It is not that Meacham ignores any of Jefferson's most glaring faults, but, like so many other authors, he takes an understanding and sympathetic view of what in a less admired person would likely be seen as obnoxious or even terrible behavior (trying to seduce his friend's wife, whom he was asked to keep an eye on by her absent husband) or even horrific, like his keeping during his life hundreds of slaves he could have freed or treated much better, including his mistress and own children.  

For example, take Meacham's soft-pedaling of Jefferson's politics, which were probably more backstabbing and heavy handed than anyone else at the time could manage other than his arch-rival, Alexander Hamilton.  Meacham writes of Jefferson - "He was both an unflinching political warrior and an easily wounded soul. He always would be."  Awww.  In other words, maybe he was naughty sometimes, but a soft and vulnerable naughty boy, so we forgive him.  Imagine this phrase used of someone like Hitler - He was both an unflinching political warrior and an easily wounded soul. He always would be.  Hitler as examplye too rough for you? Fine, howabout someone like President Nixon.  Would that explanation justify forgetting about Watergate - that he was an easily wounded soul?  He was.

In another place Meacham writes of the Alien and Sedition acts in negative terms and details Jefferson's opposition, neglecting to mention that Jefferson as well as Adams signed the bill.  You can't, of course, put everything in a biography, and Meacham's  (or his editor's) selectivity is admirable for such a large subject.  But, how much space would that have taken?  one or two sentences? A footnote?  In just three consecutive pages he soft pedals Jefferson's typical hiding behind front men as being a "sign of good care,"  his stonewalling of his protégé, James Callendar, as not wanting to consort with a man skilled "in the dark arts of political warfare" (laughable when you consider Jefferson was virtually a Sith Lord when it comes to politics) and ignores his paying what was essentially blackmail to Callendar to save his own reputation  -- not even a  single critical comment!  

Meacham is hardly alone. Take this review of Joseph Ellis' American Sphinx,  "Though critical of Jefferson’s character, in the end Ellis decides it's his contradictions, in part, that made the third president great." Excusing Jefferson's  sins is a cottage industry.  Even one of my favorite historians, Garry Wills, who facilely writes the truth about Jefferson,  seems to almost as easily to forget or forgive the worst faults. At some point he stops to remind us how wonderful he was in the whole.  The truth is, no forgiveness is necessary.  He's dead, he's legendary (the apocryphal quotations falsely attributed to him are epic) and he was, of course, a man of his times, like all of us. Being fair about a subject does not mean excusing things that cannot be excused. But, I discuss here how much an excuse there should be. 

Not all authors treat Jefferson so gently, of course. Some, like Finkelman, have been critical. But, they are certainly fewer and  almost always get ignored or treated shabbily by publishers and commentators on their work.  Henry Wiencek's Master of the Mountain, also published last year, looks at Jefferson's slave ownership with a far more penetrating light than Meacham throws on any of Jefferson's faults, in lieu of writing just another general biography.   And, not surprisingly, he quickly found himself being attacked by some as being unfair to Jefferson. Imagine -  they are defending someone we know owned hundreds of slaves, who made certain he kept them no matter what, who freed only his offspring and not even their mother during his life, and even upon his death did not follow the example of others who freed their own, like Washington, but perpetrated slavery every chance he could.  Instead, they castigate the messenger, Wiencek, who also, actually, treads very carefully himself. He probably had to in order to get published.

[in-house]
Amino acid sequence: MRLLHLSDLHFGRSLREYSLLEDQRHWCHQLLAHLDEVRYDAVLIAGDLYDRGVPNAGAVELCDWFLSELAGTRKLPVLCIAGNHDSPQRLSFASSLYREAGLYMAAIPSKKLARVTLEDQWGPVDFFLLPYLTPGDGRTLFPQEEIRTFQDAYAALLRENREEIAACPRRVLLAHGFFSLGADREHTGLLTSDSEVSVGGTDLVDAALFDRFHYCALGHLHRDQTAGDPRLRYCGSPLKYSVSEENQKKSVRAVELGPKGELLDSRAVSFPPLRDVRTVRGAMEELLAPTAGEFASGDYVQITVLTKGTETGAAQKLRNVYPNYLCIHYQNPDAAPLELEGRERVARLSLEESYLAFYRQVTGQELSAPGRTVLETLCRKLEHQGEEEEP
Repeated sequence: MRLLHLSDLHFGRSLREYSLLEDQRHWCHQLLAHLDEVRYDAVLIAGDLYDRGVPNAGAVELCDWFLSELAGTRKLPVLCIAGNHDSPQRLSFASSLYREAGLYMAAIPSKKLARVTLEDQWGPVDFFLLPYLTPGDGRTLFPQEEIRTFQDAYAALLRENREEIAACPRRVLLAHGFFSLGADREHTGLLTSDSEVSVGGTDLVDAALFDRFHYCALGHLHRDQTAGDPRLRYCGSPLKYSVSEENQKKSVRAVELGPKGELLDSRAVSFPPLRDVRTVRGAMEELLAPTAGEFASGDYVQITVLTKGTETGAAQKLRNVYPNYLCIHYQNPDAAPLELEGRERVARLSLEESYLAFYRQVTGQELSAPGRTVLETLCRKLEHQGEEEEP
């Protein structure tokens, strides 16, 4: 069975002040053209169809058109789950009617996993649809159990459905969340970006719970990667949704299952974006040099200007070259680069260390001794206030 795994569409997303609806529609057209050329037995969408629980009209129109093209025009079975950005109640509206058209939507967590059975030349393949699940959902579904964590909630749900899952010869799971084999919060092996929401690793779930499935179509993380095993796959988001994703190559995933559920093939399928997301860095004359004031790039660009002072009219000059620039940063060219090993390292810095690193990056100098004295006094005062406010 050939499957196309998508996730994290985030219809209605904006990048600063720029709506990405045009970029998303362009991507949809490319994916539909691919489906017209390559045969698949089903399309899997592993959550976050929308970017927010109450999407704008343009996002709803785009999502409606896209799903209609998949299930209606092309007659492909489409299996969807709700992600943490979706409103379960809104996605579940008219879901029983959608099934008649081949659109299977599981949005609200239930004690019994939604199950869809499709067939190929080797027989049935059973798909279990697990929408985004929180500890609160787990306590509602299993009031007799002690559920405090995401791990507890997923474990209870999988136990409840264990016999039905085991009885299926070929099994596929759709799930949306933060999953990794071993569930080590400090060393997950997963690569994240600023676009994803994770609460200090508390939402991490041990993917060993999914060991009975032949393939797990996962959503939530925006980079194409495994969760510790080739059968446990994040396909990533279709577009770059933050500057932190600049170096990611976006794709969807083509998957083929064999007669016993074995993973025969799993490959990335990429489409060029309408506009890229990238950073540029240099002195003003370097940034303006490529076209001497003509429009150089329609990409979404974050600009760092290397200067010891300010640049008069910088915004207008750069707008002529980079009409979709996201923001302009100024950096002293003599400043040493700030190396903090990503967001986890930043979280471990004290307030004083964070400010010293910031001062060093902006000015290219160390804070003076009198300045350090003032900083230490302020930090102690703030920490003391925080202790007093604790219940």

Think about it. With most topics, we celebrate and are excited by iconoclastic writing. But, when the subject is Jefferson (Lincoln too and some others), it is almost always the messenger who is shot and Wiencek, though quoted by others (including Meacham), has been handled roughly.  Some of Wiencek's critics, like Finkleman, seem upset that he might be getting credit for things he readily admits he did not discover.  Others say he is exaggerating a certain Jefferson notation because there is no proof Jefferson was talking about himself and not Virginian slavery in general  (I don't know why that would even matter), and  ignores all the other evidence raised by Wiencek.  

So, why another post here bashing TJ, you ask? It's because I want to cover a certain topic often used as a Jefferson defense.  This is excusing someone by calling him a "man of his times" also known as "presentism."   Naturally, I agree that we should not blame long dead people for holding  beliefs that were commonly or almost exclusively held true at their time, at least by those in their community or culture.  

In other words, I don't want to be myself or want others to be guilty of presentism either.  For example, it is in my opinion mostly unfair to attack Columbus for the horrific treatment of native Americans.  To do so would be to charge him with knowledge and attitudes that were extremely rare in his own time - mostly the 15th century.  Similarly, it is not surprising that Lincoln held as poor an opinion of the talents of blacks as he did, despite being opposed to slavery.  Jefferson was convinced of the inferiority of blacks as Lincoln was, probably more so.  But, presentism is sometimes insufficient as an excuse and too often reached for when it is not applicable.  In Jefferson's case with respect to slavery it is wholly false or, at best, deeply exaggerated. The reason for this is that Jefferson himself, and many of his peers, held the belief that slavery was an abomination, that blacks deserved freedom, that "all men were created equal." He was also aware that he could have freed his slaves, the same way a number of his peers whom he knew well did.  Instead, he chose to live the good life, even well above his means and saddled with debts, in an opulent palace, thanks almost entirely to the efforts and suffering of his slaves.